Date of Award


Degree Type


Degree Name

Master of Science (MS)


Hospitality and Tourism Management

First Advisor

Douglas C. Nelson

Committee Chair

Douglas C. Nelson

Committee Member 1

Barbara A. Almanza

Committee Member 2

Chun-Hung Tang


Yue, Mengwei. M.S., Purdue University, December, 2013. The Impact of Availability of Vegetarian Menu Items on Consumers' Behavioral Intention. Major Professor: Douglas C. Nelson.

The purpose of this study is to find out how the availability of vegetarian menu items affects customers' behavioral intention using the theory of planned behavior and the impact vegetarian-friendly menus have on vegetarian as well as non-vegetarian customers when they make their restaurant selections. This paper also discussed the implications for a vegetarian lifestyle on the food service industry and menu development in restaurants. Seven hypotheses related to the relationship among attitudes, subjective norms, perceived behavioral control, past behavior and dining intention were tested. Participants were asked to fill out a survey based on three menus with no vegetarian items, 20% vegetarian items and 80% vegetarian items. Two hundreds and twenty-eight surveys were completed and collected in the atrium of Marriott Hall on the West Lafayette campus of Purdue University using 4 iPads between June 18th and Jun 30th in 2013. The gathered data were tested by several statistical analyses such as descriptive, t-test, simple linear regression, multiple linear regression, one-way ANOVA analysis and Tukey-Kramer comparison. Perceived behavioral control was not a significant predictor for consumers' dining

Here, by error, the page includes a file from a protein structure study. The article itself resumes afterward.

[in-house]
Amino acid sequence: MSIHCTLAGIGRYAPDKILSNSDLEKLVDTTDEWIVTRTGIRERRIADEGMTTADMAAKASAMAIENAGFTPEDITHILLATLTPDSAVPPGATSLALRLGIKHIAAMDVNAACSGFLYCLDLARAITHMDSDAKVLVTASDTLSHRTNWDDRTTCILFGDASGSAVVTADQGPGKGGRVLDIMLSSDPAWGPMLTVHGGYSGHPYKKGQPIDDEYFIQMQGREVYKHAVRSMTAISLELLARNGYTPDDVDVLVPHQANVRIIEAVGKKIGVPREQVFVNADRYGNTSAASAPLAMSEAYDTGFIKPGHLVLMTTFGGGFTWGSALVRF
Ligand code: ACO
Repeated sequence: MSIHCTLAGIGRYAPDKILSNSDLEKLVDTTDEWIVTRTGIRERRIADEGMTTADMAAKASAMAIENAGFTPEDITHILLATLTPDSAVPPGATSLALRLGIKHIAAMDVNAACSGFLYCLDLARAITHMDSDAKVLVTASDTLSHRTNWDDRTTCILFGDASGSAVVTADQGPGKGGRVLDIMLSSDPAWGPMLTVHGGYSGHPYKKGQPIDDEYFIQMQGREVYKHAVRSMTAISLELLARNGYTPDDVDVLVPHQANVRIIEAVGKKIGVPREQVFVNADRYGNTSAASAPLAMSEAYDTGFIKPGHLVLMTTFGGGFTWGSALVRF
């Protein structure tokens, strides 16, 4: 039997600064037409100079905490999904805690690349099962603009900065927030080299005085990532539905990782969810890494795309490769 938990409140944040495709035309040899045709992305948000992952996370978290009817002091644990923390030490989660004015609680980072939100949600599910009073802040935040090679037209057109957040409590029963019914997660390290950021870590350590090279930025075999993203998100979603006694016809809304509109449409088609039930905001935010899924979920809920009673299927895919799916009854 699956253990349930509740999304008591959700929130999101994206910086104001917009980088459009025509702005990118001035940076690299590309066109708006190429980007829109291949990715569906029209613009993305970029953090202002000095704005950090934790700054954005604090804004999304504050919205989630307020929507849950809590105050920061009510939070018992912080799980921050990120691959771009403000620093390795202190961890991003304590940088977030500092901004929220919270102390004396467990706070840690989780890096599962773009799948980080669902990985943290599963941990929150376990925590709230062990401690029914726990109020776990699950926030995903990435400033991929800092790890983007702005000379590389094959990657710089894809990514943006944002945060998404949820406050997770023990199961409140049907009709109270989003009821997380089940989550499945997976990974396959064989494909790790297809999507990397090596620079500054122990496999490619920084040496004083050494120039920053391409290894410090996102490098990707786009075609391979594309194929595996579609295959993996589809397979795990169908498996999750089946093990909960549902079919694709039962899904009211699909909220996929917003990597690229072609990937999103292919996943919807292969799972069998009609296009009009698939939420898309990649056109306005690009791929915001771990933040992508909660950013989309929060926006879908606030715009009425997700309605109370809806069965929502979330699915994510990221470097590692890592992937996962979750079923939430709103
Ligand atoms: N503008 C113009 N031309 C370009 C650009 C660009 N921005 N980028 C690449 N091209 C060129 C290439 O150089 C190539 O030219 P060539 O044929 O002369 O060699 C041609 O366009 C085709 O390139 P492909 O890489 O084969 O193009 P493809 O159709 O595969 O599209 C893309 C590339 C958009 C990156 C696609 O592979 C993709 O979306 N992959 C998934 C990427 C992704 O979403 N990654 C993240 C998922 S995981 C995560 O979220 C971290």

intention from this study. The impact of the number of vegetarian items on restaurants' menus was supported in this research by a comparison of the different percentages of vegetarian menu items. The results indicate that consumers perceived that the menu with a majority of vegetarian items was significantly healthier compared with the menu of no or few vegetarian items. Even though no significant differences in consumers' dining intention were discovered among menus, descriptive data of consumers' dining intention showed the appropriate percentage of vegetarian items on restaurants' menus is between 20% and 80%. In addition, among all demographic factors, gender and age appeared to be significantly related to consumers' intention of dining in restaurants with more vegetarian menu items. Female consumers who are 60 and older are more interested in menus with more vegetarian items, consumers who often go out to eat and more often to spend more than $12 per meal are more willing to dine in the restaurant with a lot of vegetarian items on its menu. Based on these results, restaurants may wish to adjust their menu design strategies to provide a few more vegetarian options. These actions should prove mutually beneficial to restaurants and consumers by providing customers the opportunity to make wiser choices while building a healthier, more reliable and responsible image for the restaurants.